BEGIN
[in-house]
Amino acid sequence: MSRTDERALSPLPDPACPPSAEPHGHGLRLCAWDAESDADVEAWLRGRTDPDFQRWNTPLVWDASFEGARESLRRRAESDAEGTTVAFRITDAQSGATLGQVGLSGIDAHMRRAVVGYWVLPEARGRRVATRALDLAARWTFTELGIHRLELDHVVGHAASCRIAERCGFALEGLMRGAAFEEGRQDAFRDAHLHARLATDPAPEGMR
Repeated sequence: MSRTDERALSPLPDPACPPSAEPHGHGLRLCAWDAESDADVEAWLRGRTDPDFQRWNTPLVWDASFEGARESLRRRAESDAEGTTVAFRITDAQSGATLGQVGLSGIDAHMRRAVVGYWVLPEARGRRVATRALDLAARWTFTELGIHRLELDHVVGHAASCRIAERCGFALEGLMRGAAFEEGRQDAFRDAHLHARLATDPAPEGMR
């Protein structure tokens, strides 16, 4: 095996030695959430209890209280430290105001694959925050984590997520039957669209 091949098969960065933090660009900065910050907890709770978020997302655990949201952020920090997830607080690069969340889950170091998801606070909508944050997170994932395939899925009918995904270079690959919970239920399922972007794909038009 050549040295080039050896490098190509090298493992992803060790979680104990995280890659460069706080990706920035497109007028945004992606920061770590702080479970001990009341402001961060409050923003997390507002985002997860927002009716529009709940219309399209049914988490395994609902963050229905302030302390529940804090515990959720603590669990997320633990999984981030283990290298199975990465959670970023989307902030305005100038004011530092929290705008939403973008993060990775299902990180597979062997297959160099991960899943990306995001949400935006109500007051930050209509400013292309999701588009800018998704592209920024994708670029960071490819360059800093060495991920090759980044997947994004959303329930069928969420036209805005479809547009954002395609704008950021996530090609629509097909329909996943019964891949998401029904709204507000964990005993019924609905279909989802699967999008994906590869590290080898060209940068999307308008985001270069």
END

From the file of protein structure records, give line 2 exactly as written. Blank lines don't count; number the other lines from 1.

Amino acid sequence: MSRTDERALSPLPDPACPPSAEPHGHGLRLCAWDAESDADVEAWLRGRTDPDFQRWNTPLVWDASFEGARESLRRRAESDAEGTTVAFRITDAQSGATLGQVGLSGIDAHMRRAVVGYWVLPEARGRRVATRALDLAARWTFTELGIHRLELDHVVGHAASCRIAERCGFALEGLMRGAAFEEGRQDAFRDAHLHARLATDPAPEGMR